Nike Women’s Marathon Race Report: Going way beyond comfort levels….
Well. What a race. The marathon deserves and demands much respect. if you do not train properly (i.e. enough), it will be a painful experience. Gonna be painful anyway, but not training enough will put your further into the hurt box. Such was my experience today at the Nike Women’s Marathon; my 3rd go at this particular race and my 9th marathon overall.
The start area is tremendous. 30,000 women packed into San Francisco’s Union Square to begin the journey at 6:30am. The thunderous crowd of females (and a few males) lined the narrow streets and waited for the countdown; 10, 9, 8…
A few strides in and I knew. I knew it was going to be a tough day for me. My legs just felt heavy. Tired. My quads. Not a good sign.
The start is a bit staggered but even so, it is very congested and for the first 3 miles, it is very packed. Runners moving tightly together, trying to find some space..It felt a bit surreal for me those first 1-3 miles. Felt like I was floating…couldn’t really get a good grasp of my feet. Strange. After we weaved our way through the financial district, we hit the Embarcadero and it was still quite dark out. Great running weather; about 50 degrees and foggy. The first 6 miles are almost all flat — just 2 very very short hills. Can you believe I had forgotten my earbuds so i was without my own music. very disappointed about this…could have really used it in the later miles…
Between running this race 2 times in the past, the SF marathon 2x and the SF 1/2 marathon 2 times, and all the training I’ve done, I knew this course well. I knew where the hilly parts were and what to expect, etc…but, today, it didn’t matter. Miles 6-11 are the most hilly…some steep climbs up through the Presidio area, Sea Cliff and then a long steep downhill past the Cliff House and into Golden Gate Park. The first 13 miles are “tougher” than the 2nd 13 from a standpoint of course difficulty, but of course the back half of the race is tougher because well….it’s 13 more miles!! Unfortunately, I started to feel physically bad around mile 9. Even after the long downhill around mile 10 didn’t help. In fact, my quads were feeling it there…very tender. So, basically from that point on until around mile 17, I found myself having a raging battle in my head!!! (THAT is a long time to have a battle in your head let me tell you!!)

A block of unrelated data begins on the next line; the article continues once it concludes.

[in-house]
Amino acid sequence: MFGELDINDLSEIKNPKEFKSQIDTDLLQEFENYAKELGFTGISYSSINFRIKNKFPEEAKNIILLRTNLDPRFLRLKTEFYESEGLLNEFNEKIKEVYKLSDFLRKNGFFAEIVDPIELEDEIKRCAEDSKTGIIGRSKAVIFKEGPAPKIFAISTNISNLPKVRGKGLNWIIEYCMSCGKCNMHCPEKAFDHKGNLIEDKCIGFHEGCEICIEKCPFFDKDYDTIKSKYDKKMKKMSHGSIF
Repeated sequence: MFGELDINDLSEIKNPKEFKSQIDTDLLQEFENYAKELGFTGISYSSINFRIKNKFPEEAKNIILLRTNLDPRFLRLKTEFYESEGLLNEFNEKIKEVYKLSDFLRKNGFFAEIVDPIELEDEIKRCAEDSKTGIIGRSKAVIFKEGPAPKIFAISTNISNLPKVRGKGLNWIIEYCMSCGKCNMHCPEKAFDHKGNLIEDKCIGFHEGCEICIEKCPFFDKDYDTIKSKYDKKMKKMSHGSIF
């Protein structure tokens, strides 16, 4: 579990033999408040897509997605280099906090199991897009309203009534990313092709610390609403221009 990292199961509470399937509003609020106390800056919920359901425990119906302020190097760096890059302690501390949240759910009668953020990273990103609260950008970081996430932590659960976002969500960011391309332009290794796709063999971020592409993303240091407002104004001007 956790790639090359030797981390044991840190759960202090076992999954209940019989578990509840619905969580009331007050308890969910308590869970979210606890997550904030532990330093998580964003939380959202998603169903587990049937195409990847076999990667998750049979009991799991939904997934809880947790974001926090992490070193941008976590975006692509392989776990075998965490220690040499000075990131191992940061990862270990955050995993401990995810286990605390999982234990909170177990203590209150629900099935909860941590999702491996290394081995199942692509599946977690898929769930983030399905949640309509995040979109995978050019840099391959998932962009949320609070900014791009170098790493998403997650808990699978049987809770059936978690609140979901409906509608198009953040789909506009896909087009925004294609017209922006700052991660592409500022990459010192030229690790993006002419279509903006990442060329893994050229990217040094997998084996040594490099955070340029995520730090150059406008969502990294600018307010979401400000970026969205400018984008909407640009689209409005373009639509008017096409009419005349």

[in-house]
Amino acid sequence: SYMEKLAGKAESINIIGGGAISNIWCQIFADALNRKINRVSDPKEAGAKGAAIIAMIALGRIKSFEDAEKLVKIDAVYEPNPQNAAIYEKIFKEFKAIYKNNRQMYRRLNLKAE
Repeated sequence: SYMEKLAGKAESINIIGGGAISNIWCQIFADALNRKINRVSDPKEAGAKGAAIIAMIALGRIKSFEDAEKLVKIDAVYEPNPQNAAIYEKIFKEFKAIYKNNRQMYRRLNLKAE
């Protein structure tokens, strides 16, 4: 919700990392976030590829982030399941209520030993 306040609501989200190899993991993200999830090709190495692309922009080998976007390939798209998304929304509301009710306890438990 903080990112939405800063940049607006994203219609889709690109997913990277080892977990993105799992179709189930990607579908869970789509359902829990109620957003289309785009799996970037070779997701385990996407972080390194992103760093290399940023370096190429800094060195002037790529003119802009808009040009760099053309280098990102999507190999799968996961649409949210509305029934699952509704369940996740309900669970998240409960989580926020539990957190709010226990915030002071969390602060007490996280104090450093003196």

Here is some of what it was like in my head: maybe you should not finish. maybe you need to stop. maybe you just need to call this a training run and let it go. then i have to explain to friends what happened. i don’t want to do that. i don’t want to disappoint them. disappoint myself. but, what do you have to prove? you have already run 8 marathons! you are already in pain…think of how much more pain you will be if you keep going? you have a long way to go still, Angie. this is driving me crazy. this is not fun. there is no way I will reach my goal of 4:20ish. my time will be bad. who cares? check your ego! let go!! i guess this is what happens when you don’t put in as many training miles as you should. ugh. crap. i don’t know what to do. i have to decide soon. just focus on one mile at a time.
So several times, i thought i would pull myself from the course and thereby receive a DNF…Did Not Finish for this race. There were several opportunities to do so at very attractive points on the course; Mile 13 and between miles 16-17 for example. Once I was past mile 17, I knew if I did in fact pull myself, I would have a long and unpleasant walk back to the finish line and where the shuttle was located to take us back to the start. For a few miles probably between 9-12, my mind was fixated on “should i stop”. There was a lot of badgering going on inside my head…the pros, the cons, the very realistic reasons why it would be ok. I suppose during those miles I was trying to come to peace with that possible decision. I guess I never found that peace. I stopped somewhere along the great highway between miles 17-18. I looked around and then started running again. A few minutes later, I stopped again. This time, I looked back and glanced at the runners behind me and who were now passing me in these few seconds. All I could think was; “how can I possibly NOT finish?”